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Asian Journal of Management
Year : 2015, Volume : 6, Issue : 2
First page : ( 141) Last page : ( 145)
Print ISSN : 0976-495X. Online ISSN : 2321-5763.
Article DOI : 10.5958/2321-5763.2015.00021.9

Globalization and Indian Agriculture-General Consequences

Dr. Shinde U. R.*

Department of Commerce, Sadashivrao Mandlik Mahavidyalay, Murgud Tal. Kagal, Dist-Kolhapur, (Maharashtra)

*Corresponding Author E-mail: shindeudaykumar@gmail.com

Online published on 25 June, 2015.


The term globalization refers to International Integration. It includes opening up of world trade, development of advanced means of communication, internationalization of financial markets, growing importance of MNC's, population migrations and more generally increased mobility of persons, goods, services, capital, data and ideas. It is a process through which the diverse world is unified into a single society. In short it is a creation of world into a global village. It is the recent concept that has come to govern the world since end of the 20th century with the end of the cold war and melting down of Soviet Union. The need of structural changes in various world economies, dominance of market related economies, growing importance of private resources and capital and pressure of world bank and other International organizations like IMF have started this process in many of the developing countries like India. It has brought in new opportunities to developing countries. Greater access to foreign markets, technology transfer, improved productivity and higher living standard are some of the advantages of this process to the countries like India. But it has also creates new challenges like growing inequality across and within nations, volatility in financial market and environmental deteriorations. As Indian is agrarian economy it is wise to know the impact of Globalization on Indian economy. An overview of Indian agricultural sector indicates that globalization did not yield the desired results in India. It has marginally contributing in minimizing poverty, and removing social inequalities. The desired objectives of this process have not been achieved in India. As far agricultural sector is concerned we have seen mixed results in the country. It is clear with the study that agriculture plays key role in the economy. Agriculture employees 60% of Indian population, yet it contribution varies only from 15 to 20% of the GDP. After adoption of globalization in 1991 Indian agriculture growth rate increase but at present the economy condition of the farmers is not satisfactory because input cost is high and output cost is low. Cut off of subsidies are hindering growth of agricultural sector. In the words of Gamani Corea, former Secretary-General, UNCTAD, “Globalization instead of being an equalizing process, has only widened the gap between the two in terms of monopoly in science and technology, flow of capital, access to natural resources, communication and nuclear armament”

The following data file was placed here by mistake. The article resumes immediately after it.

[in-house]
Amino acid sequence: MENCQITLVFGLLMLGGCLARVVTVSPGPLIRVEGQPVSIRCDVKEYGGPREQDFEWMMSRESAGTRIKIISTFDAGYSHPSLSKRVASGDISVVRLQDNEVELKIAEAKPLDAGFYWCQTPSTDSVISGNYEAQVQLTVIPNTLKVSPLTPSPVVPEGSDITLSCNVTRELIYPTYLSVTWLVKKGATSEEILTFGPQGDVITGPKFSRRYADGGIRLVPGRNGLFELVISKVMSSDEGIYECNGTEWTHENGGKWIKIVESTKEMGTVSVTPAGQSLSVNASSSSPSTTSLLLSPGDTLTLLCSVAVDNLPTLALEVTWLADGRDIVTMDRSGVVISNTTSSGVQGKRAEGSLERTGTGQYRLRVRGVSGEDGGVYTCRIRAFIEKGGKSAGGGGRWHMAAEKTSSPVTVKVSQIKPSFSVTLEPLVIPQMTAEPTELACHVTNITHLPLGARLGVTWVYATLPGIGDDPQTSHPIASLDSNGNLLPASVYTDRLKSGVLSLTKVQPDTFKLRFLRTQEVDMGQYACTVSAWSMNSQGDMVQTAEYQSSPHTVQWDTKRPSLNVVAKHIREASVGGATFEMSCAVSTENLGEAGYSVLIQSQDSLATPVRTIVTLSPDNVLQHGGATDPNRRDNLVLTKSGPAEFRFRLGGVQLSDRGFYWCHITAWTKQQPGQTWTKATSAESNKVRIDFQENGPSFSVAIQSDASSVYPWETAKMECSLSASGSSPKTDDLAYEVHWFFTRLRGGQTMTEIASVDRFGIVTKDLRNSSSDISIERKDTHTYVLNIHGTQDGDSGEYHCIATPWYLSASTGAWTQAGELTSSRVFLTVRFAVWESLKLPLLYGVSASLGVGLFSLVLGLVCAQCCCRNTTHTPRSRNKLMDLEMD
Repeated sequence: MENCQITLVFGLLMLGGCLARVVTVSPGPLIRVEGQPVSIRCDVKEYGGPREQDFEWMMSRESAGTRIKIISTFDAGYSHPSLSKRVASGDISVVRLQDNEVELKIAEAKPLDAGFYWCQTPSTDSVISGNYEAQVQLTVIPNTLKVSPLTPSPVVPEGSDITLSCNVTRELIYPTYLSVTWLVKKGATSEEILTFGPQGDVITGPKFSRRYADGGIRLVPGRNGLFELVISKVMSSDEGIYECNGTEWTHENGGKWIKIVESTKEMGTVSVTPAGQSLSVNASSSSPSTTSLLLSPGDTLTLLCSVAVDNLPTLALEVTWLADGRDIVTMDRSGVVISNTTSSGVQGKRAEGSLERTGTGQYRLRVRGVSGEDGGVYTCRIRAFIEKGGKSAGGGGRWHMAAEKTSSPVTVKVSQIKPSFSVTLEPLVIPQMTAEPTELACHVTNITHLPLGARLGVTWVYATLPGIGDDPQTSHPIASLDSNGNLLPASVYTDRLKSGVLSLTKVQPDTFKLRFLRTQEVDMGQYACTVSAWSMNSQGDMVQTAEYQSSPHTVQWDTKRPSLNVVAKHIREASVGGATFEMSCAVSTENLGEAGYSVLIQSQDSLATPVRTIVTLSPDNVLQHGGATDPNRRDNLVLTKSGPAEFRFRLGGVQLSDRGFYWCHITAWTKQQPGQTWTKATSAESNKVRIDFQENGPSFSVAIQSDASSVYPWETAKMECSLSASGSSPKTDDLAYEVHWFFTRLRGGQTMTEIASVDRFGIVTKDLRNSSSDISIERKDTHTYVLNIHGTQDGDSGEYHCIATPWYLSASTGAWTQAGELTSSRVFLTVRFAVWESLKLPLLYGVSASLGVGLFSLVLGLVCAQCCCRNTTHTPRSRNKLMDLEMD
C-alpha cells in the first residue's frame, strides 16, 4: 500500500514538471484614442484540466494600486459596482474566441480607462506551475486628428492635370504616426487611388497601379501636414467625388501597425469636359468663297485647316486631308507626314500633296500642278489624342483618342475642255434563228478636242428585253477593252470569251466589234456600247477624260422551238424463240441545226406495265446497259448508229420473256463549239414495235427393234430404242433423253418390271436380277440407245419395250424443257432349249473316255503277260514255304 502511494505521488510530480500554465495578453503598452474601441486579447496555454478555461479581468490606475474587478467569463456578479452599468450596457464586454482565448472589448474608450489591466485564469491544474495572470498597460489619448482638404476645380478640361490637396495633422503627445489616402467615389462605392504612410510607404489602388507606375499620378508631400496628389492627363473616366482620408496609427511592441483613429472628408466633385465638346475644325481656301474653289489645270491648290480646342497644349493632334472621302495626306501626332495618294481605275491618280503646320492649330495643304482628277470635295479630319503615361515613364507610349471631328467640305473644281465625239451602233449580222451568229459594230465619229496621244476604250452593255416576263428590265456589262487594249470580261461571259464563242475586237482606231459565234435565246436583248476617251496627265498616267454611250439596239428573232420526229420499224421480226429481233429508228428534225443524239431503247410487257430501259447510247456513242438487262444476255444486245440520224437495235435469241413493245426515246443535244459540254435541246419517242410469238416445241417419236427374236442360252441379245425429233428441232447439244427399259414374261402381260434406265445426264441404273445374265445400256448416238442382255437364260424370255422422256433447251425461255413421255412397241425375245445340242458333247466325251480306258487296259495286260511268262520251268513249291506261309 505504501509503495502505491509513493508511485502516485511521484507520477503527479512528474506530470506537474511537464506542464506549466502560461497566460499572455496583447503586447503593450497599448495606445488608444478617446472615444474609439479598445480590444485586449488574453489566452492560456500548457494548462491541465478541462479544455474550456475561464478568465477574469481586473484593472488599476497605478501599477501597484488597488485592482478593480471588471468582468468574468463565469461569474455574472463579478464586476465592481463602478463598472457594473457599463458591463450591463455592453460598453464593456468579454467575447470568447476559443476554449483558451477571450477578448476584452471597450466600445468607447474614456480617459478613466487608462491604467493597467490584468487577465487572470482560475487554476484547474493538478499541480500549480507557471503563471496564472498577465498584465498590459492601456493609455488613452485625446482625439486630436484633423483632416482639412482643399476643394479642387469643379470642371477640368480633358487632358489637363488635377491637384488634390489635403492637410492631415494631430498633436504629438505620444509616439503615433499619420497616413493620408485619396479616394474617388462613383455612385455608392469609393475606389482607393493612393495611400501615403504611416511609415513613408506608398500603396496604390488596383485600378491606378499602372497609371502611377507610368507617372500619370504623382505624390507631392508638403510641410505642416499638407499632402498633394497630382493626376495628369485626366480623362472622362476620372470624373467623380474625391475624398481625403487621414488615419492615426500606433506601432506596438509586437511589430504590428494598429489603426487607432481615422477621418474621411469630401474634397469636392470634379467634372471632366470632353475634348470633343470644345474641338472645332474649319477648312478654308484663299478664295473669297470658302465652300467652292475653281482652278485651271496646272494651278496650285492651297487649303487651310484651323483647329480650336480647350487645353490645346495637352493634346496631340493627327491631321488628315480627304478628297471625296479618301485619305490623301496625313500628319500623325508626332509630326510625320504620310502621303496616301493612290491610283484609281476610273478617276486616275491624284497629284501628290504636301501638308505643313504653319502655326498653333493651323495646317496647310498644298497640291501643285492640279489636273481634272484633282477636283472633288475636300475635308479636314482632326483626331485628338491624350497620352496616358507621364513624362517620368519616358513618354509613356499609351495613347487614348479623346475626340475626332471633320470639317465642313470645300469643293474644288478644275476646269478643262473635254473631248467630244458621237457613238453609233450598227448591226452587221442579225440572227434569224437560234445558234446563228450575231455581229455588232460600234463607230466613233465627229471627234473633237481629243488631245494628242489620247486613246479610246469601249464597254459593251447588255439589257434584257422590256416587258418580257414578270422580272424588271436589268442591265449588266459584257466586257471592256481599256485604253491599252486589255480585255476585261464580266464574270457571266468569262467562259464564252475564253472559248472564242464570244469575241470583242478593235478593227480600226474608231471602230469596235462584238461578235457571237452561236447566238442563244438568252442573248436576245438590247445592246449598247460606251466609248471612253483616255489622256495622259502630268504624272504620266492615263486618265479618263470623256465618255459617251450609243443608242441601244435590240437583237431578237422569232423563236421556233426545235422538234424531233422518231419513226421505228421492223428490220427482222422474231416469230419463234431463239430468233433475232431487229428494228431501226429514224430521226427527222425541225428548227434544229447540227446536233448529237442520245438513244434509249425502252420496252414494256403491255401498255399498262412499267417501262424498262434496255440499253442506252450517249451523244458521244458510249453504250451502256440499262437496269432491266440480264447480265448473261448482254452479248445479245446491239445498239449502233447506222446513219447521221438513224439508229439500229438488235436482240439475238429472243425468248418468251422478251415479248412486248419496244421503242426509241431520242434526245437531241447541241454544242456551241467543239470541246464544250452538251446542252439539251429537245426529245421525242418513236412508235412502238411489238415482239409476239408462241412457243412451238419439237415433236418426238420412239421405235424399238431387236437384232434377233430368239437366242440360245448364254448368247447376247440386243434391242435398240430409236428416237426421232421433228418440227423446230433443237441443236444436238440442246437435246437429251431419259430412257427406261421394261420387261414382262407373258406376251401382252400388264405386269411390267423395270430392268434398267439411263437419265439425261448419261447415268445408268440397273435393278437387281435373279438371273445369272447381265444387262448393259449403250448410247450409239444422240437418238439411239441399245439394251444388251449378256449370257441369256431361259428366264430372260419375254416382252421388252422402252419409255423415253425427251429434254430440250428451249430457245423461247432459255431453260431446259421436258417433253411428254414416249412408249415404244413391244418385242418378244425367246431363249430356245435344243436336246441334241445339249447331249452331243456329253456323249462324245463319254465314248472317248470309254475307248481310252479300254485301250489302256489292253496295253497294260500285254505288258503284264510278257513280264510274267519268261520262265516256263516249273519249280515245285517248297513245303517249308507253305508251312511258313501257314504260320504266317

Globalisation, International integration, agriculture, social inequality, subsidy.


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